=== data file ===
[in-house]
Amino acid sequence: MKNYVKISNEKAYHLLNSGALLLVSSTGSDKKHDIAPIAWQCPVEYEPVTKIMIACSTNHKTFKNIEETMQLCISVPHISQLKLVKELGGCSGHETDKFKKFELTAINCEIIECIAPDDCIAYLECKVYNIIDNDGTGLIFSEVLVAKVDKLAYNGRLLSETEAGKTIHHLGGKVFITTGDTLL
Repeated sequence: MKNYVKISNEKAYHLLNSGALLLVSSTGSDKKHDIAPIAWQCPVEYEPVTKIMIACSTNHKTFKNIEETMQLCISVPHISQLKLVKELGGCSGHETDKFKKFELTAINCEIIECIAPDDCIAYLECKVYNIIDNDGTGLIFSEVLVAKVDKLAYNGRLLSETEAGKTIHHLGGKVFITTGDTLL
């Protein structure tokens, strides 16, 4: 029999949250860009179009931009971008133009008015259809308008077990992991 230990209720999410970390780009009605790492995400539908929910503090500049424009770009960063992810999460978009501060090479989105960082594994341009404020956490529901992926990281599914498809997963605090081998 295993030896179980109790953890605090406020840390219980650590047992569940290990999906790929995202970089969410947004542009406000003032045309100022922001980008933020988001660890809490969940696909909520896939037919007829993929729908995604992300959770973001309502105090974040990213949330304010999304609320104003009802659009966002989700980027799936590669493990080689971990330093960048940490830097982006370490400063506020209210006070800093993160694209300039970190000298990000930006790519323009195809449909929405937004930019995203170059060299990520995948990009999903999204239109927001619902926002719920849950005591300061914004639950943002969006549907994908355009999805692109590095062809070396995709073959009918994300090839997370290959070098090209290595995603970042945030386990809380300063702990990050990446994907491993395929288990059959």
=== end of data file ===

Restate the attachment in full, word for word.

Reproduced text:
[in-house]
Amino acid sequence: MKNYVKISNEKAYHLLNSGALLLVSSTGSDKKHDIAPIAWQCPVEYEPVTKIMIACSTNHKTFKNIEETMQLCISVPHISQLKLVKELGGCSGHETDKFKKFELTAINCEIIECIAPDDCIAYLECKVYNIIDNDGTGLIFSEVLVAKVDKLAYNGRLLSETEAGKTIHHLGGKVFITTGDTLL
Repeated sequence: MKNYVKISNEKAYHLLNSGALLLVSSTGSDKKHDIAPIAWQCPVEYEPVTKIMIACSTNHKTFKNIEETMQLCISVPHISQLKLVKELGGCSGHETDKFKKFELTAINCEIIECIAPDDCIAYLECKVYNIIDNDGTGLIFSEVLVAKVDKLAYNGRLLSETEAGKTIHHLGGKVFITTGDTLL
């Protein structure tokens, strides 16, 4: 029999949250860009179009931009971008133009008015259809308008077990992991 230990209720999410970390780009009605790492995400539908929910503090500049424009770009960063992810999460978009501060090479989105960082594994341009404020956490529901992926990281599914498809997963605090081998 295993030896179980109790953890605090406020840390219980650590047992569940290990999906790929995202970089969410947004542009406000003032045309100022922001980008933020988001660890809490969940696909909520896939037919007829993929729908995604992300959770973001309502105090974040990213949330304010999304609320104003009802659009966002989700980027799936590669493990080689971990330093960048940490830097982006370490400063506020209210006070800093993160694209300039970190000298990000930006790519323009195809449909929405937004930019995203170059060299990520995948990009999903999204239109927001619902926002719920849950005591300061914004639950943002969006549907994908355009999805692109590095062809070396995709073959009918994300090839997370290959070098090209290595995603970042945030386990809380300063702990990050990446994907491993395929288990059959």